Paying the Army in the Theodosian Period
By Warren Treadgold
Production and Prosperity in the Theodosian Period, edited by Ine Jacobs (Peeters, 2014)
Introduction: Calculating how much the army was paid during the Theodosian period is more difficult than calculating the army’s pay about a century earlier or later. The only estimate known to me for the period around 400 must be deduced from some cryptic remarks made by Chris Wickham. So far I myself have ventured estimates for around 300 and around 518, but not in between. Our difficulties begin with the fact that by the late fourth century what had been the soldiers’ pay, the stipendium, had become almost worthless because of inflation; and around 400 it ceased to be paid at all. What still was paid was the annona militaris, originally a ration allowance but now in effect the soldiers’ pay, supplemented by other allowances for arms, uniforms, horses, and fodder. By 400, however, we cannot easily estimate how much the average soldier received in such allowances, because they were either paid in kind or commuted at variable rates.
A law of 393 from the Theodosian Code will illustrate our problems. It concerns soldiers who had not collected their annonae at the usual time, when supplies were abundant (presumably soon afterthe harvest). The law prohibits such soldiers from demanding allowances for annona at a higher rate later, when supplies had become scarcer and more expensive. We may conclude that in 393 annonae were often (perhaps usually) commuted to a monetary allowance at market prices. Yet market prices varied, not just with the time of year (as the law says) but with the success or failure of the harvest and the agricultural productivity of different regions. What soldiers were paid in coin must therefore have varied from year to year, and from place to place.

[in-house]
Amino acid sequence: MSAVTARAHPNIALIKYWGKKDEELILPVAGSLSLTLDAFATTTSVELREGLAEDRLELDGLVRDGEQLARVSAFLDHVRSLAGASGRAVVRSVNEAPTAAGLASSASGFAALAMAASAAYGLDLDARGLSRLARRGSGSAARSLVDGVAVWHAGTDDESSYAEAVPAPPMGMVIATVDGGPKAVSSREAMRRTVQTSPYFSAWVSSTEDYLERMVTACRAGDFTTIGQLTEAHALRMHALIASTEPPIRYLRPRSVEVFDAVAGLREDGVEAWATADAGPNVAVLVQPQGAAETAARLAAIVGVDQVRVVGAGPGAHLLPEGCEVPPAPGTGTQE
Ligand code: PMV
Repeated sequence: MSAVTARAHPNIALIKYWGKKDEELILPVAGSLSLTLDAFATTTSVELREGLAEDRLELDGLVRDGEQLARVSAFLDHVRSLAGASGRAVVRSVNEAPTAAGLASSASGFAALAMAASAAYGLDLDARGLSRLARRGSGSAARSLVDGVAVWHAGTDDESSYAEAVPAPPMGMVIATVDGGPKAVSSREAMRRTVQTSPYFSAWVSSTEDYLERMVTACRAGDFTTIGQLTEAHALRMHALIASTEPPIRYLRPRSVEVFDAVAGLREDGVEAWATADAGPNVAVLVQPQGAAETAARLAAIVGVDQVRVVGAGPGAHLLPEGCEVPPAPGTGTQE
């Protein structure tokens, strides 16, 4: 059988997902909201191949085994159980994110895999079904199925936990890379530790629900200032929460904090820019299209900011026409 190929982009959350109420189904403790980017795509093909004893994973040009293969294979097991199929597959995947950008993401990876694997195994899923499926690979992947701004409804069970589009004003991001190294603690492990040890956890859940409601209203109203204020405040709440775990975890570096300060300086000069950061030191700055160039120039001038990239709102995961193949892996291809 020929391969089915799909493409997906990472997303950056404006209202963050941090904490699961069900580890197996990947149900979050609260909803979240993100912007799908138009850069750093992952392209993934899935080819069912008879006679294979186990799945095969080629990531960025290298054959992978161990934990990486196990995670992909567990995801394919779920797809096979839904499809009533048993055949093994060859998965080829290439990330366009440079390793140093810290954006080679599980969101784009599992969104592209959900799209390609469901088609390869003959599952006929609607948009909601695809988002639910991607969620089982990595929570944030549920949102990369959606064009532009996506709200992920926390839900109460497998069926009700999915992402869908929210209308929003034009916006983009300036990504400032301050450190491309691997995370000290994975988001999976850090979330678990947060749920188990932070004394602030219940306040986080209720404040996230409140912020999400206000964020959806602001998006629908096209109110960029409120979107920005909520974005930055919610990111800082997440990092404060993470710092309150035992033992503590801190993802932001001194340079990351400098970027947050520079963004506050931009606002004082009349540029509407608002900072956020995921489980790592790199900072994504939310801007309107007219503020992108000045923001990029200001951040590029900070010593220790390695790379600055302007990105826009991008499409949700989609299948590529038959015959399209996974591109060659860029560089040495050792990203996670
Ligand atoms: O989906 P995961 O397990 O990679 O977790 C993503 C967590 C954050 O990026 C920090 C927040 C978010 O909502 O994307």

Figures for civilian wages in the later Roman Empire are of limited use for estimating the wages of soldiers. For example, we know that some extremely poor men earned as little as three gold solidi a year. But the soldiers cannot have been very poor — they needed to be properly fed, clothed, housed, and equipped, or they could not fight effectively. We can estimate the average annual cost of a satisfactory diet for a soldier at roughly the official value of an annona specified in a law of the year 445: four solidi. However, soldiers surely cost the state much more than this, because they needed arms and uniforms and often horses, and most of them had families to feed, clothe, and house. Most soldiers must also have put money aside for future expenses, because our law of 393 shows that they could live without their annona allowance for months before trying to collect it later. Even then, the soldiers who waited to receive their annonae cannot have spent all of it to feed themselves, because then they would have gained nothing by waiting: they would merely have paid higher prices for the same food. Thus soldiers must have received much more in annonae around 400 than they needed simply to eat.
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